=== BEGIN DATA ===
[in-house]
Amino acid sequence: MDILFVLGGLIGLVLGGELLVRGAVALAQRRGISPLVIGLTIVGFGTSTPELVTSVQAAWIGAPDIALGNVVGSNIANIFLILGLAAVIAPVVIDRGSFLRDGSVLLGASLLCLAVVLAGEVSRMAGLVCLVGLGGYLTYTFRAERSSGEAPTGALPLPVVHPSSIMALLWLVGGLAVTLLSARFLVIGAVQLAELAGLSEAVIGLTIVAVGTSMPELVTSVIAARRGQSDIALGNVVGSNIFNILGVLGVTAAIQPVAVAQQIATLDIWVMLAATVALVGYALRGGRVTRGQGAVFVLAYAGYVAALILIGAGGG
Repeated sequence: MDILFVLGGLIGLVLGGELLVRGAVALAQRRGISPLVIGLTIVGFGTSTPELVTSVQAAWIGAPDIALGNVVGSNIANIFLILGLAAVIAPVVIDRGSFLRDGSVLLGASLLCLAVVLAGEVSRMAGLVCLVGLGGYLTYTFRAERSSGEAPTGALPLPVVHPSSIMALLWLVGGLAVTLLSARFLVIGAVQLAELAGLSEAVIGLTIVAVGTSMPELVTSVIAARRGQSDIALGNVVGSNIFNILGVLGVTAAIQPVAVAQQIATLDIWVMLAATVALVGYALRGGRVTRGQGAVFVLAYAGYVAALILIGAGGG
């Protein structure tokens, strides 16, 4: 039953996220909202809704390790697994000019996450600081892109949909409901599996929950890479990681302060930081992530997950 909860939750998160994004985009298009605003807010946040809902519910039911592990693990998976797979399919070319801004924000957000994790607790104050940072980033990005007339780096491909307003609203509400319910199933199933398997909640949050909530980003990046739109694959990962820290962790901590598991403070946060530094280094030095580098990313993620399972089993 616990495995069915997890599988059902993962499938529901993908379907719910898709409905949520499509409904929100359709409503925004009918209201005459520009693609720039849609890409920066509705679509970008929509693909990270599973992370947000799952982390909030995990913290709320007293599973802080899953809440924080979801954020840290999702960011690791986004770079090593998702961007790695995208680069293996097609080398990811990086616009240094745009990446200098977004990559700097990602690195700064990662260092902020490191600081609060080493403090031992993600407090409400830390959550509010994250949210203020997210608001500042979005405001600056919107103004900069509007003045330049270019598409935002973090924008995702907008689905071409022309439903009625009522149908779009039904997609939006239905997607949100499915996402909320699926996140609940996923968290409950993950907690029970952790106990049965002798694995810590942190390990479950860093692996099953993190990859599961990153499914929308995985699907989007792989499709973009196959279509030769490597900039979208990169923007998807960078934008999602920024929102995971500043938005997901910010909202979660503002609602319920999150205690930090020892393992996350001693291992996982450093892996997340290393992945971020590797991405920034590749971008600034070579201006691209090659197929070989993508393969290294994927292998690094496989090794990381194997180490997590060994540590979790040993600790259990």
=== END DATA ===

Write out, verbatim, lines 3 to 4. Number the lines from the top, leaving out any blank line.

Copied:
Repeated sequence: MDILFVLGGLIGLVLGGELLVRGAVALAQRRGISPLVIGLTIVGFGTSTPELVTSVQAAWIGAPDIALGNVVGSNIANIFLILGLAAVIAPVVIDRGSFLRDGSVLLGASLLCLAVVLAGEVSRMAGLVCLVGLGGYLTYTFRAERSSGEAPTGALPLPVVHPSSIMALLWLVGGLAVTLLSARFLVIGAVQLAELAGLSEAVIGLTIVAVGTSMPELVTSVIAARRGQSDIALGNVVGSNIFNILGVLGVTAAIQPVAVAQQIATLDIWVMLAATVALVGYALRGGRVTRGQGAVFVLAYAGYVAALILIGAGGG
């Protein structure tokens, strides 16, 4: 039953996220909202809704390790697994000019996450600081892109949909409901599996929950890479990681302060930081992530997950 909860939750998160994004985009298009605003807010946040809902519910039911592990693990998976797979399919070319801004924000957000994790607790104050940072980033990005007339780096491909307003609203509400319910199933199933398997909640949050909530980003990046739109694959990962820290962790901590598991403070946060530094280094030095580098990313993620399972089993 616990495995069915997890599988059902993962499938529901993908379907719910898709409905949520499509409904929100359709409503925004009918209201005459520009693609720039849609890409920066509705679509970008929509693909990270599973992370947000799952982390909030995990913290709320007293599973802080899953809440924080979801954020840290999702960011690791986004770079090593998702961007790695995208680069293996097609080398990811990086616009240094745009990446200098977004990559700097990602690195700064990662260092902020490191600081609060080493403090031992993600407090409400830390959550509010994250949210203020997210608001500042979005405001600056919107103004900069509007003045330049270019598409935002973090924008995702907008689905071409022309439903009625009522149908779009039904997609939006239905997607949100499915996402909320699926996140609940996923968290409950993950907690029970952790106990049965002798694995810590942190390990479950860093692996099953993190990859599961990153499914929308995985699907989007792989499709973009196959279509030769490597900039979208990169923007998807960078934008999602920024929102995971500043938005997901910010909202979660503002609602319920999150205690930090020892393992996350001693291992996982450093892996997340290393992945971020590797991405920034590749971008600034070579201006691209090659197929070989993508393969290294994927292998690094496989090794990381194997180490997590060994540590979790040993600790259990």